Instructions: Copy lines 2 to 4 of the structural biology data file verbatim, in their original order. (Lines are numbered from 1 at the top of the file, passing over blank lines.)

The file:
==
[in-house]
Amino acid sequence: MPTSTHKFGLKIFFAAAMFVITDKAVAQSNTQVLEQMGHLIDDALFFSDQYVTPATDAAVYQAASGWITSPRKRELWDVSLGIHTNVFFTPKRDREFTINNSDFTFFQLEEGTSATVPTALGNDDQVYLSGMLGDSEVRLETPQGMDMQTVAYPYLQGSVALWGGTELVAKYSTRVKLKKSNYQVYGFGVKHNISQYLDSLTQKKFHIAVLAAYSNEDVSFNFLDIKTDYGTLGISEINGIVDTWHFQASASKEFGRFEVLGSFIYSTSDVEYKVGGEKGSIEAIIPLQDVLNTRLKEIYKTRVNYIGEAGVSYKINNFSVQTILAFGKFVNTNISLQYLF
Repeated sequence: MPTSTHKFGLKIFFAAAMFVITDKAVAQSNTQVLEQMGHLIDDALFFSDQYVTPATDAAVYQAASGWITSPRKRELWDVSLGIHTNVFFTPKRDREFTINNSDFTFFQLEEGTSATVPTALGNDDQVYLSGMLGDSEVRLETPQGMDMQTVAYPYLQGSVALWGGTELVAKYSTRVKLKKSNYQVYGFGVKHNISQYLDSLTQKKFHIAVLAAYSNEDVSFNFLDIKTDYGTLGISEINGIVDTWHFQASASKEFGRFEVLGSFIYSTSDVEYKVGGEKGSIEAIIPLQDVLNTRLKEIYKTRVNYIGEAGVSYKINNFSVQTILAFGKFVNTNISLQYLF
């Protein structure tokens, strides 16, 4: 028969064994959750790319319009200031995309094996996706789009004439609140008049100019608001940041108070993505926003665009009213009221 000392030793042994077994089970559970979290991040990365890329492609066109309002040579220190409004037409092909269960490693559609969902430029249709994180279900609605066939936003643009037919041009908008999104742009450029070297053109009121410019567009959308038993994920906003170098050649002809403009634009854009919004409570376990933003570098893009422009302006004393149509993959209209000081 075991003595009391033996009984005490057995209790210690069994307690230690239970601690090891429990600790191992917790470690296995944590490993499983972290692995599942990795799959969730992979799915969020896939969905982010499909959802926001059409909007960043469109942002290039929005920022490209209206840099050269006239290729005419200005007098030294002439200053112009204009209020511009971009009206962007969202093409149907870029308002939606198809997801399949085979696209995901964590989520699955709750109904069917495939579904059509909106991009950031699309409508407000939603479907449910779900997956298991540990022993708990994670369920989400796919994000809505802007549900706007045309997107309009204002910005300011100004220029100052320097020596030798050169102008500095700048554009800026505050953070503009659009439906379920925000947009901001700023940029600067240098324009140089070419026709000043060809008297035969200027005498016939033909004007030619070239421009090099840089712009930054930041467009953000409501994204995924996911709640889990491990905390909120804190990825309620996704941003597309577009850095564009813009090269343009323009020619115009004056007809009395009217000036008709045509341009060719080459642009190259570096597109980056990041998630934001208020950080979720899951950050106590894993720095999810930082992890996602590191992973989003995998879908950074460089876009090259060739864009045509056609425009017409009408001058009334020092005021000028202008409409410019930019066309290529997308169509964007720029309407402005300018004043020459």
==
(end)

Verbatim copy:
Amino acid sequence: MPTSTHKFGLKIFFAAAMFVITDKAVAQSNTQVLEQMGHLIDDALFFSDQYVTPATDAAVYQAASGWITSPRKRELWDVSLGIHTNVFFTPKRDREFTINNSDFTFFQLEEGTSATVPTALGNDDQVYLSGMLGDSEVRLETPQGMDMQTVAYPYLQGSVALWGGTELVAKYSTRVKLKKSNYQVYGFGVKHNISQYLDSLTQKKFHIAVLAAYSNEDVSFNFLDIKTDYGTLGISEINGIVDTWHFQASASKEFGRFEVLGSFIYSTSDVEYKVGGEKGSIEAIIPLQDVLNTRLKEIYKTRVNYIGEAGVSYKINNFSVQTILAFGKFVNTNISLQYLF
Repeated sequence: MPTSTHKFGLKIFFAAAMFVITDKAVAQSNTQVLEQMGHLIDDALFFSDQYVTPATDAAVYQAASGWITSPRKRELWDVSLGIHTNVFFTPKRDREFTINNSDFTFFQLEEGTSATVPTALGNDDQVYLSGMLGDSEVRLETPQGMDMQTVAYPYLQGSVALWGGTELVAKYSTRVKLKKSNYQVYGFGVKHNISQYLDSLTQKKFHIAVLAAYSNEDVSFNFLDIKTDYGTLGISEINGIVDTWHFQASASKEFGRFEVLGSFIYSTSDVEYKVGGEKGSIEAIIPLQDVLNTRLKEIYKTRVNYIGEAGVSYKINNFSVQTILAFGKFVNTNISLQYLF
């Protein structure tokens, strides 16, 4: 028969064994959750790319319009200031995309094996996706789009004439609140008049100019608001940041108070993505926003665009009213009221 000392030793042994077994089970559970979290991040990365890329492609066109309002040579220190409004037409092909269960490693559609969902430029249709994180279900609605066939936003643009037919041009908008999104742009450029070297053109009121410019567009959308038993994920906003170098050649002809403009634009854009919004409570376990933003570098893009422009302006004393149509993959209209000081 075991003595009391033996009984005490057995209790210690069994307690230690239970601690090891429990600790191992917790470690296995944590490993499983972290692995599942990795799959969730992979799915969020896939969905982010499909959802926001059409909007960043469109942002290039929005920022490209209206840099050269006239290729005419200005007098030294002439200053112009204009209020511009971009009206962007969202093409149907870029308002939606198809997801399949085979696209995901964590989520699955709750109904069917495939579904059509909106991009950031699309409508407000939603479907449910779900997956298991540990022993708990994670369920989400796919994000809505802007549900706007045309997107309009204002910005300011100004220029100052320097020596030798050169102008500095700048554009800026505050953070503009659009439906379920925000947009901001700023940029600067240098324009140089070419026709000043060809008297035969200027005498016939033909004007030619070239421009090099840089712009930054930041467009953000409501994204995924996911709640889990491990905390909120804190990825309620996704941003597309577009850095564009813009090269343009323009020619115009004056007809009395009217000036008709045509341009060719080459642009190259570096597109980056990041998630934001208020950080979720899951950050106590894993720095999810930082992890996602590191992973989003995998879908950074460089876009090259060739864009045509056609425009017409009408001058009334020092005021000028202008409409410019930019066309290529997308169509964007720029309407402005300018004043020459």